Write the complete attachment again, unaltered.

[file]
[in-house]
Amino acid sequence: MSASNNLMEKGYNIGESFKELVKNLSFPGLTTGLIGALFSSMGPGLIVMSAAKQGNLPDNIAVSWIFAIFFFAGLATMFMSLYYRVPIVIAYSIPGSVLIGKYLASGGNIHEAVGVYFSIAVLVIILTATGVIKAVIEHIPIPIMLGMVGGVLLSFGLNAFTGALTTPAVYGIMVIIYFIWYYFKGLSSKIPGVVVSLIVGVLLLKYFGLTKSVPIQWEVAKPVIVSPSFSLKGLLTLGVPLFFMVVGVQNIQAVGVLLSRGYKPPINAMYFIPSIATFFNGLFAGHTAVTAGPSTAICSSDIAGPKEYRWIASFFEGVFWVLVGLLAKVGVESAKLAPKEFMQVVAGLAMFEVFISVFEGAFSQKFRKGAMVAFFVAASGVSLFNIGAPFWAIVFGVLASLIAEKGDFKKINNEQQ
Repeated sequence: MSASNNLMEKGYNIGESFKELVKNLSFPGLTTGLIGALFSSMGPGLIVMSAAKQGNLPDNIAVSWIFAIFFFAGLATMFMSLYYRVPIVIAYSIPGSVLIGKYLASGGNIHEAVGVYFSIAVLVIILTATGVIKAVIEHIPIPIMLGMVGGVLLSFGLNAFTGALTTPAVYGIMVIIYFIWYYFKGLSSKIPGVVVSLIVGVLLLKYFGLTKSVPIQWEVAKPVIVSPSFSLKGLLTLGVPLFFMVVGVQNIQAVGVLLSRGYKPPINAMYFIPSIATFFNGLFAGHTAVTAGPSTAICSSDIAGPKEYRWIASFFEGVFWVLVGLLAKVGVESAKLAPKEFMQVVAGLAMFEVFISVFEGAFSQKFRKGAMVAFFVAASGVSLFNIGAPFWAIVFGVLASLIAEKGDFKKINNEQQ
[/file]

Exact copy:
[in-house]
Amino acid sequence: MSASNNLMEKGYNIGESFKELVKNLSFPGLTTGLIGALFSSMGPGLIVMSAAKQGNLPDNIAVSWIFAIFFFAGLATMFMSLYYRVPIVIAYSIPGSVLIGKYLASGGNIHEAVGVYFSIAVLVIILTATGVIKAVIEHIPIPIMLGMVGGVLLSFGLNAFTGALTTPAVYGIMVIIYFIWYYFKGLSSKIPGVVVSLIVGVLLLKYFGLTKSVPIQWEVAKPVIVSPSFSLKGLLTLGVPLFFMVVGVQNIQAVGVLLSRGYKPPINAMYFIPSIATFFNGLFAGHTAVTAGPSTAICSSDIAGPKEYRWIASFFEGVFWVLVGLLAKVGVESAKLAPKEFMQVVAGLAMFEVFISVFEGAFSQKFRKGAMVAFFVAASGVSLFNIGAPFWAIVFGVLASLIAEKGDFKKINNEQQ
Repeated sequence: MSASNNLMEKGYNIGESFKELVKNLSFPGLTTGLIGALFSSMGPGLIVMSAAKQGNLPDNIAVSWIFAIFFFAGLATMFMSLYYRVPIVIAYSIPGSVLIGKYLASGGNIHEAVGVYFSIAVLVIILTATGVIKAVIEHIPIPIMLGMVGGVLLSFGLNAFTGALTTPAVYGIMVIIYFIWYYFKGLSSKIPGVVVSLIVGVLLLKYFGLTKSVPIQWEVAKPVIVSPSFSLKGLLTLGVPLFFMVVGVQNIQAVGVLLSRGYKPPINAMYFIPSIATFFNGLFAGHTAVTAGPSTAICSSDIAGPKEYRWIASFFEGVFWVLVGLLAKVGVESAKLAPKEFMQVVAGLAMFEVFISVFEGAFSQKFRKGAMVAFFVAASGVSLFNIGAPFWAIVFGVLASLIAEKGDFKKINNEQQ